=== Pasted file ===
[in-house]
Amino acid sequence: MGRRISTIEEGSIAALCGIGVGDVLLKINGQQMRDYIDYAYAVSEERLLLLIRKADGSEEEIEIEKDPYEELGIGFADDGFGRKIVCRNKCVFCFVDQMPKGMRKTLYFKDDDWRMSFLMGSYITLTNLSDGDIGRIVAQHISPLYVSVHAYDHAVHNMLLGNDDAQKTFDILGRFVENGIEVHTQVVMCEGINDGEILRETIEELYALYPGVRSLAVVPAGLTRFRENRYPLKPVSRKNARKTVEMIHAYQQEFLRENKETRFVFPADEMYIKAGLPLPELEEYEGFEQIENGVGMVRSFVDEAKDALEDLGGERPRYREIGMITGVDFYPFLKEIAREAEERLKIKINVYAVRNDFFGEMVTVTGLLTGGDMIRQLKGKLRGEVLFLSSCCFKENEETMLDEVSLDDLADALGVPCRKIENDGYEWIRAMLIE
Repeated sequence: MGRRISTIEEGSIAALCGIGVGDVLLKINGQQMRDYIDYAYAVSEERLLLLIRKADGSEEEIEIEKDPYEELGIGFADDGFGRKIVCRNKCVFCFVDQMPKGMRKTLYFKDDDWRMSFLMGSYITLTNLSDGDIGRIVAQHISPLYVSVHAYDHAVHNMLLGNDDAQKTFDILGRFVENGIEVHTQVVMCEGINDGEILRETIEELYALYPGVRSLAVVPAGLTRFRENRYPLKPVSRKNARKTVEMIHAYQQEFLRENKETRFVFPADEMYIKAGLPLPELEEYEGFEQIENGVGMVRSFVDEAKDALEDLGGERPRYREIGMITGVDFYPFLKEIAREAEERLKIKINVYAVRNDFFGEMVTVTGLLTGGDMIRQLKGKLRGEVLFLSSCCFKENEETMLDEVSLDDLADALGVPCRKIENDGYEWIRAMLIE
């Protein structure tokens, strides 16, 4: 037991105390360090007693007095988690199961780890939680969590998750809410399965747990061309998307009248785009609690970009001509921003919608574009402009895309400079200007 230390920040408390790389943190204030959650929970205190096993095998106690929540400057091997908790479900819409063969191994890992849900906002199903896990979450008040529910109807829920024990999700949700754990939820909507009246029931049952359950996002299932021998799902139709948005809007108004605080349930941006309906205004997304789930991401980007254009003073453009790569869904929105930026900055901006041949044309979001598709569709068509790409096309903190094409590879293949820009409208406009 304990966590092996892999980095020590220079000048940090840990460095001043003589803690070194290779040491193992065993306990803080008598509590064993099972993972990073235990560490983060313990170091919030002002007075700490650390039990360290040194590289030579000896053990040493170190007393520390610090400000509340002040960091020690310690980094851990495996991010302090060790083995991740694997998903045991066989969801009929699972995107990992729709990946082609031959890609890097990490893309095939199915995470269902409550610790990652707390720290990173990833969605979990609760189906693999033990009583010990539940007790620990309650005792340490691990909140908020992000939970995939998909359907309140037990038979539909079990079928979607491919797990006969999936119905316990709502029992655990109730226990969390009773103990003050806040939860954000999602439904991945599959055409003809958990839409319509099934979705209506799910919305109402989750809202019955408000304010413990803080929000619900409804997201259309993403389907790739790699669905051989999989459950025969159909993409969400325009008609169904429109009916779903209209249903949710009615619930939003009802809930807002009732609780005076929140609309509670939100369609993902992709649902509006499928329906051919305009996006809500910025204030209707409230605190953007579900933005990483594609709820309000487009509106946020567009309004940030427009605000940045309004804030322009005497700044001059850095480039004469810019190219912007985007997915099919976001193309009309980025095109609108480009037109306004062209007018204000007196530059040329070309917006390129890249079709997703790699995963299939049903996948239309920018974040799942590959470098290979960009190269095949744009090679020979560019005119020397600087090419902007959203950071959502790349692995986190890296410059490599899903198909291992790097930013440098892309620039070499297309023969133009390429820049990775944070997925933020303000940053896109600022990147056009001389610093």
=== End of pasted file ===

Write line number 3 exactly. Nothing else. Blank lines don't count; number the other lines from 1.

Repeated sequence: MGRRISTIEEGSIAALCGIGVGDVLLKINGQQMRDYIDYAYAVSEERLLLLIRKADGSEEEIEIEKDPYEELGIGFADDGFGRKIVCRNKCVFCFVDQMPKGMRKTLYFKDDDWRMSFLMGSYITLTNLSDGDIGRIVAQHISPLYVSVHAYDHAVHNMLLGNDDAQKTFDILGRFVENGIEVHTQVVMCEGINDGEILRETIEELYALYPGVRSLAVVPAGLTRFRENRYPLKPVSRKNARKTVEMIHAYQQEFLRENKETRFVFPADEMYIKAGLPLPELEEYEGFEQIENGVGMVRSFVDEAKDALEDLGGERPRYREIGMITGVDFYPFLKEIAREAEERLKIKINVYAVRNDFFGEMVTVTGLLTGGDMIRQLKGKLRGEVLFLSSCCFKENEETMLDEVSLDDLADALGVPCRKIENDGYEWIRAMLIE